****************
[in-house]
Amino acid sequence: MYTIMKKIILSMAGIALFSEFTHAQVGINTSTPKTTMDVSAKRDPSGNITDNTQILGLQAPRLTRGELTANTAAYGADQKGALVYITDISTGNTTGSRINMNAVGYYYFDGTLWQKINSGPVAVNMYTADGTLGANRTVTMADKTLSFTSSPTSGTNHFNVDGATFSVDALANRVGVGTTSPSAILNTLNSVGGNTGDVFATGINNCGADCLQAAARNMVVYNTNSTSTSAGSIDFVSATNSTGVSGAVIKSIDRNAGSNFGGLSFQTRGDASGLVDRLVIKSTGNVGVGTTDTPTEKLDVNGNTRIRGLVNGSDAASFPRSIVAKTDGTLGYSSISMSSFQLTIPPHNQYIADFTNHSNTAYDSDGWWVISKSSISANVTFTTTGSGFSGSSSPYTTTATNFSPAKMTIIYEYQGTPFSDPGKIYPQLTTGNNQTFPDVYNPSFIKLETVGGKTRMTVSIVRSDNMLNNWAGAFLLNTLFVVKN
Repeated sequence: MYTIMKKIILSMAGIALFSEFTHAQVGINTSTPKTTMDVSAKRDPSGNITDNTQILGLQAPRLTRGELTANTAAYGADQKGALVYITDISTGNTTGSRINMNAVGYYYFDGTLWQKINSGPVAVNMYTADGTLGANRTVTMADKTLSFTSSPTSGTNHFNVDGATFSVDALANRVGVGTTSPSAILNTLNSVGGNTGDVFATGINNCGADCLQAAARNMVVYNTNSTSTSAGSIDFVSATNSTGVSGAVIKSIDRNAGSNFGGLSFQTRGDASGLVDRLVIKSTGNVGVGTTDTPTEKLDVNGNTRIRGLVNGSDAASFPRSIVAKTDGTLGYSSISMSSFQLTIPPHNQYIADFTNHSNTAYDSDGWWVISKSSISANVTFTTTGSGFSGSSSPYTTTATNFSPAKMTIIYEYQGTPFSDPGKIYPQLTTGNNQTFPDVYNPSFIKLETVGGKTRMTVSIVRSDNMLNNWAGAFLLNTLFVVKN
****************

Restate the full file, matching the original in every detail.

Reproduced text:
[in-house]
Amino acid sequence: MYTIMKKIILSMAGIALFSEFTHAQVGINTSTPKTTMDVSAKRDPSGNITDNTQILGLQAPRLTRGELTANTAAYGADQKGALVYITDISTGNTTGSRINMNAVGYYYFDGTLWQKINSGPVAVNMYTADGTLGANRTVTMADKTLSFTSSPTSGTNHFNVDGATFSVDALANRVGVGTTSPSAILNTLNSVGGNTGDVFATGINNCGADCLQAAARNMVVYNTNSTSTSAGSIDFVSATNSTGVSGAVIKSIDRNAGSNFGGLSFQTRGDASGLVDRLVIKSTGNVGVGTTDTPTEKLDVNGNTRIRGLVNGSDAASFPRSIVAKTDGTLGYSSISMSSFQLTIPPHNQYIADFTNHSNTAYDSDGWWVISKSSISANVTFTTTGSGFSGSSSPYTTTATNFSPAKMTIIYEYQGTPFSDPGKIYPQLTTGNNQTFPDVYNPSFIKLETVGGKTRMTVSIVRSDNMLNNWAGAFLLNTLFVVKN
Repeated sequence: MYTIMKKIILSMAGIALFSEFTHAQVGINTSTPKTTMDVSAKRDPSGNITDNTQILGLQAPRLTRGELTANTAAYGADQKGALVYITDISTGNTTGSRINMNAVGYYYFDGTLWQKINSGPVAVNMYTADGTLGANRTVTMADKTLSFTSSPTSGTNHFNVDGATFSVDALANRVGVGTTSPSAILNTLNSVGGNTGDVFATGINNCGADCLQAAARNMVVYNTNSTSTSAGSIDFVSATNSTGVSGAVIKSIDRNAGSNFGGLSFQTRGDASGLVDRLVIKSTGNVGVGTTDTPTEKLDVNGNTRIRGLVNGSDAASFPRSIVAKTDGTLGYSSISMSSFQLTIPPHNQYIADFTNHSNTAYDSDGWWVISKSSISANVTFTTTGSGFSGSSSPYTTTATNFSPAKMTIIYEYQGTPFSDPGKIYPQLTTGNNQTFPDVYNPSFIKLETVGGKTRMTVSIVRSDNMLNNWAGAFLLNTLFVVKN